Today's date:
Summer 1995

Trading in the Apocalypse

Jacques Attali, founding president of the European bank for reconstruction and development, was the top aide to François Mitterand during the first 10 years of his tenure as France's president. Attali recently prepared a study on trafficking in nuclear materials and expertise for the United Nations renewal conference of the Nonproliferation Treaty (NPQ). His most recent book in English is Millennium (Times Books, 1993). The memoirs of Attali's years at the Elysée, Verbatim, were just published in France.

PARIS -The recent conference at the United Nations that was convened to renew the nuclear Nonproliferation Treaty (NPT) Conference provided an opportunity to reflect on the nature of the trade that takes place in the nuclear sector- trade that is illegal on a military level and broadly legal on a civilian level. Since the fall of the Berlin Wall, trafficking in nuclear materials and expertise has been growing at an alarming rate. This is true of all three factors of production in the armaments industry: the experts, the technology and the materials themselves.

This trafficking cannot be viewed separately from proliferation: It is illegal trade, and proliferation is the illegal production of the elements needed to make nuclear weapons. This form of trade is the instrument of proliferation, and proliferation is the object of this trade. The fight against proliferation means attacking the very roots of this trade. And the reverse is also true, That is why the extension of the NPT was so urgent and important,

Where do things stand now?

In spite of the NPT, about 20 countries already have nuclear weapons capability-or soon will have. Either they are able to make their own weapons and have decided to hold back, or they want this capability and are not far off because they have the necessary technology.

In spite of the NPT, the use of such arms is more likely today than it ever was: Fanatics do not fear death; drug cartels have no territory to defend. And for them, the conventional principles of nuclear deterrence, which presuppose the fear of reprisals, no longer have any meaning.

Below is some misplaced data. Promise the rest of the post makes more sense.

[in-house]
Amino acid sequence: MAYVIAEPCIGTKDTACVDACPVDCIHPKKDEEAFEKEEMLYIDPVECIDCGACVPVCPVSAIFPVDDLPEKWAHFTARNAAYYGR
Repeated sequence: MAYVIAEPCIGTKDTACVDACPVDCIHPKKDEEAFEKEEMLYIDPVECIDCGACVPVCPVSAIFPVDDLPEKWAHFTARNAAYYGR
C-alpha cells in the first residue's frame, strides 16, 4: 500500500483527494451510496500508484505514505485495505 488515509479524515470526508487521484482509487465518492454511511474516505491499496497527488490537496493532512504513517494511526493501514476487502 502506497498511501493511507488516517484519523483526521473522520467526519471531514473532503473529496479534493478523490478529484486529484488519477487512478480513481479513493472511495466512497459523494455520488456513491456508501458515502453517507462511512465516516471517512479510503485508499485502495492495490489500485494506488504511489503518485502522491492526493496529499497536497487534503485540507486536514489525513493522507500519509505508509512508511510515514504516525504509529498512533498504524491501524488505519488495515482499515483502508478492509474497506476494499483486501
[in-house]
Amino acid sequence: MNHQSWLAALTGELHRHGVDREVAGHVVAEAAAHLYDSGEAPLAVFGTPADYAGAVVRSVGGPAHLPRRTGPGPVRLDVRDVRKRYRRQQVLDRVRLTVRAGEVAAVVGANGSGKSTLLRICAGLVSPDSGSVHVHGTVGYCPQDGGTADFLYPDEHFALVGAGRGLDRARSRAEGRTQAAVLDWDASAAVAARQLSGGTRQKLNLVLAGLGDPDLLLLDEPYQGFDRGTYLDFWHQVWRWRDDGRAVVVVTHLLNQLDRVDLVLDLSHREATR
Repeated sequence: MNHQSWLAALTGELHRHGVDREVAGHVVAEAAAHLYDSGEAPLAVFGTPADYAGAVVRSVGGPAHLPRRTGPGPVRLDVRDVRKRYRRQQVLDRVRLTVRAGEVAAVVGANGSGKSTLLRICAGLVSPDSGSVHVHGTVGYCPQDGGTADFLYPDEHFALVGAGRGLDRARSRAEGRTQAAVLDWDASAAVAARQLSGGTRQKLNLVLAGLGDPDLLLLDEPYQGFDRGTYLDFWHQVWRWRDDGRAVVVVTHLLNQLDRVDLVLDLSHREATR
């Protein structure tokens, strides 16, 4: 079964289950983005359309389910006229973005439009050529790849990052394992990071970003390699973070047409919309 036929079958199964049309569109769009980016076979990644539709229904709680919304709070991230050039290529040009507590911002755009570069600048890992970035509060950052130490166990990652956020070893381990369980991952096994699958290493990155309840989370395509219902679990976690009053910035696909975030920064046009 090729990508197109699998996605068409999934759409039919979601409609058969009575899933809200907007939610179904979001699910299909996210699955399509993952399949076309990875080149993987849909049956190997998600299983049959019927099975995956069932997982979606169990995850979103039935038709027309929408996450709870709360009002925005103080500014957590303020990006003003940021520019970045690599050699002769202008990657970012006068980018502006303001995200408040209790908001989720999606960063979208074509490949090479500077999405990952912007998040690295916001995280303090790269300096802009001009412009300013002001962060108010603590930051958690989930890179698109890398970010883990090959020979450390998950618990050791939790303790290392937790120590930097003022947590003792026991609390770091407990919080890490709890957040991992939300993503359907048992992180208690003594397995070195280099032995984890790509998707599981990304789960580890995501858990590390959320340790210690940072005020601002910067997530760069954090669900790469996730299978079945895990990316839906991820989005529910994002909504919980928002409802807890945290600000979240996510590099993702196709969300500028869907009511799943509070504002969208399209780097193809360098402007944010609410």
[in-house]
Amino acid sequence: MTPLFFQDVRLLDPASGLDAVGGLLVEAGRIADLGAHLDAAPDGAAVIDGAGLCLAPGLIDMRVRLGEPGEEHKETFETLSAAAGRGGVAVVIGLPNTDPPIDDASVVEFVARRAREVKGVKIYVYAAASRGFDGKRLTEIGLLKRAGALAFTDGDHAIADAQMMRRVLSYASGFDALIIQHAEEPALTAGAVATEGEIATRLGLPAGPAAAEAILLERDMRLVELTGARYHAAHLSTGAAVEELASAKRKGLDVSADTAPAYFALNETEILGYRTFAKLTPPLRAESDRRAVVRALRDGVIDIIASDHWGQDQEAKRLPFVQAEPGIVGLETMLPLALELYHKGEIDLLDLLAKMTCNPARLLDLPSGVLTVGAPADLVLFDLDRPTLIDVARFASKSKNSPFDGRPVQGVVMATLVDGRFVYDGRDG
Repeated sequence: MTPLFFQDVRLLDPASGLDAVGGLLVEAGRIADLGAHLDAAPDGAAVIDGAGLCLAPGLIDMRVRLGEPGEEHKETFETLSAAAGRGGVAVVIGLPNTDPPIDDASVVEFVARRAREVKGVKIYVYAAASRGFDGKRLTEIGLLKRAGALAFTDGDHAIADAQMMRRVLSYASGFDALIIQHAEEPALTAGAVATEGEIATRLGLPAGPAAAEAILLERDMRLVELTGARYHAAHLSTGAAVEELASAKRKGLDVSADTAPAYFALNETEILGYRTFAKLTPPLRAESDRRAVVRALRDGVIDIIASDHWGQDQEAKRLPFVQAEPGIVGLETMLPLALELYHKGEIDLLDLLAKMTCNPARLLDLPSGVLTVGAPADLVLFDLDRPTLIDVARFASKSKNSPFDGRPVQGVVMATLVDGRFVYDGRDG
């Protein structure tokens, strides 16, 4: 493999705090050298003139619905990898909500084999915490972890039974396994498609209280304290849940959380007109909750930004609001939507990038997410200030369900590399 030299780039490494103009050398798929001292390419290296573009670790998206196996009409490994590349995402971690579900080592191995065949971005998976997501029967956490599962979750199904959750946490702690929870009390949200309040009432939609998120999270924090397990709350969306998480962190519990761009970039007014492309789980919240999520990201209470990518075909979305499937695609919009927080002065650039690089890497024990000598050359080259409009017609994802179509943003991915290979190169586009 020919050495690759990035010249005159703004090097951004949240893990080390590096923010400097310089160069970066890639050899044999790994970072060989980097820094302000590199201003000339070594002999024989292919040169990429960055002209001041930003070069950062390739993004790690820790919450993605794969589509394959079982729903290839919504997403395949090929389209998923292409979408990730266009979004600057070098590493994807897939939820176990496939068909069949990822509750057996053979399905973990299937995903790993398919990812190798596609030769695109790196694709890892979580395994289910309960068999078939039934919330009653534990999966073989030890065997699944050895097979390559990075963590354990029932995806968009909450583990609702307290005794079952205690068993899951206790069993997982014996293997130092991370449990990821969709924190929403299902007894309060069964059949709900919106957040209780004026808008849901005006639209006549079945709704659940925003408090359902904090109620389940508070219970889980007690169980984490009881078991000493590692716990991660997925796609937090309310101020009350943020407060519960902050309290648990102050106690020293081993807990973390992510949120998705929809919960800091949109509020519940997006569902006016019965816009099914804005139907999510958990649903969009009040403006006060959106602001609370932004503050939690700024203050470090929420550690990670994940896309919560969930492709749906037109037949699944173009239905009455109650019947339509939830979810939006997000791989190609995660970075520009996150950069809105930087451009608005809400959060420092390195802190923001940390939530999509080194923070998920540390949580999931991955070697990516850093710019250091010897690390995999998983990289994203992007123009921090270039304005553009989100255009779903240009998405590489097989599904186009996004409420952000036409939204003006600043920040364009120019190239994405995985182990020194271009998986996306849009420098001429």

In spite of the NPT, technology continues to develop, and a rudimentary nuclear weapon is now within easy reach of any group that has a few hundred million dollars to spend. This is all the more true for tomorrow's most dangerous weapon -the "radioactive" weapon-which calls only for a few hundred grams of fissile materials. The shortest way to access fissile products is through trafficking, which is thus more of a temptation than ever.

Where can the products and the necessary know-how for proliferation be found? In the former Soviet Union. Fear has taken the place of the rule of law there, and the control of nuclear installations is further deteriorating each day, especially in the civilian sector, making it easier for those involved in trafficking. Because of lack of funding and inadequate international support, the situation is rapidly getting out of hand.

So far, the number of serious cases of trafficking that have been identified is small -and no foreign country has been caught flagrantly trying to buy. However, this trade is now falling into the hands of the organized Mafia It has been estimated that, to date, about 30 kilograms of fissile material has been stolen -enough in theory to make at least two or three nuclear bombs.

Furthermore, all countries are being encouraged to develop nuclear power plants and so, indirectly, to produce plutonium for reprocessing. Plutonium, a byproduct of nuclear fission, is one of the most toxic substances that man has ever produced - it is the supreme instrument of sovereignty and an object of fascination to scientists and politicians alike. Although today it is still viewed in a different category from radioactive fuel and dismantled weapons, its only current use is to make weapons because it can only be used to produce energy under conditions that make no economic sense and which would spell ecological disaster.